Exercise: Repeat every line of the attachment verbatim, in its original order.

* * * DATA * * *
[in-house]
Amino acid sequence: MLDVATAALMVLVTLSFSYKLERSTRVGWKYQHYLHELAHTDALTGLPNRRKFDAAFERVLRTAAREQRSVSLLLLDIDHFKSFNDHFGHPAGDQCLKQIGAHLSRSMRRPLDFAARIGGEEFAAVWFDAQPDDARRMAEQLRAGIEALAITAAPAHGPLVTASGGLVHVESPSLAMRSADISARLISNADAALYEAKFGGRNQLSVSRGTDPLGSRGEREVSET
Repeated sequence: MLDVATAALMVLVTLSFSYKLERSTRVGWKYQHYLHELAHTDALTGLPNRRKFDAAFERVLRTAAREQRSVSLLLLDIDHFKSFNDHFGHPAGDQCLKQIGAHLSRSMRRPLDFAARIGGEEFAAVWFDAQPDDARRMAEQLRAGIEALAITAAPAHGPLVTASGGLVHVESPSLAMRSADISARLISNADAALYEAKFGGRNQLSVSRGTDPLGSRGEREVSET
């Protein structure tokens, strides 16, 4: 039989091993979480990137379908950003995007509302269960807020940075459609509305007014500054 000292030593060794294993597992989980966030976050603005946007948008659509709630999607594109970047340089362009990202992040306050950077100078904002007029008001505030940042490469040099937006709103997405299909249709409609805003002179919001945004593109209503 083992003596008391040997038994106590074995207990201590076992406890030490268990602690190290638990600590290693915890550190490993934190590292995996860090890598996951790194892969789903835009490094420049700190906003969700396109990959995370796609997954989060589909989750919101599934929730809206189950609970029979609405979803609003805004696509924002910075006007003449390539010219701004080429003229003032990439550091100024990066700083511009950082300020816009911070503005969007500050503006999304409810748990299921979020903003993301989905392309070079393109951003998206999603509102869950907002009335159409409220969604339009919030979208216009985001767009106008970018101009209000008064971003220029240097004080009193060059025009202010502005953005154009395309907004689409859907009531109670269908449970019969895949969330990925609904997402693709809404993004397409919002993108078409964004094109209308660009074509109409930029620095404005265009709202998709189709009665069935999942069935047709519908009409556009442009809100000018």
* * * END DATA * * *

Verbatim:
[in-house]
Amino acid sequence: MLDVATAALMVLVTLSFSYKLERSTRVGWKYQHYLHELAHTDALTGLPNRRKFDAAFERVLRTAAREQRSVSLLLLDIDHFKSFNDHFGHPAGDQCLKQIGAHLSRSMRRPLDFAARIGGEEFAAVWFDAQPDDARRMAEQLRAGIEALAITAAPAHGPLVTASGGLVHVESPSLAMRSADISARLISNADAALYEAKFGGRNQLSVSRGTDPLGSRGEREVSET
Repeated sequence: MLDVATAALMVLVTLSFSYKLERSTRVGWKYQHYLHELAHTDALTGLPNRRKFDAAFERVLRTAAREQRSVSLLLLDIDHFKSFNDHFGHPAGDQCLKQIGAHLSRSMRRPLDFAARIGGEEFAAVWFDAQPDDARRMAEQLRAGIEALAITAAPAHGPLVTASGGLVHVESPSLAMRSADISARLISNADAALYEAKFGGRNQLSVSRGTDPLGSRGEREVSET
């Protein structure tokens, strides 16, 4: 039989091993979480990137379908950003995007509302269960807020940075459609509305007014500054 000292030593060794294993597992989980966030976050603005946007948008659509709630999607594109970047340089362009990202992040306050950077100078904002007029008001505030940042490469040099937006709103997405299909249709409609805003002179919001945004593109209503 083992003596008391040997038994106590074995207990201590076992406890030490268990602690190290638990600590290693915890550190490993934190590292995996860090890598996951790194892969789903835009490094420049700190906003969700396109990959995370796609997954989060589909989750919101599934929730809206189950609970029979609405979803609003805004696509924002910075006007003449390539010219701004080429003229003032990439550091100024990066700083511009950082300020816009911070503005969007500050503006999304409810748990299921979020903003993301989905392309070079393109951003998206999603509102869950907002009335159409409220969604339009919030979208216009985001767009106008970018101009209000008064971003220029240097004080009193060059025009202010502005953005154009395309907004689409859907009531109670269908449970019969895949969330990925609904997402693709809404993004397409919002993108078409964004094109209308660009074509109409930029620095404005265009709202998709189709009665069935999942069935047709519908009409556009442009809100000018």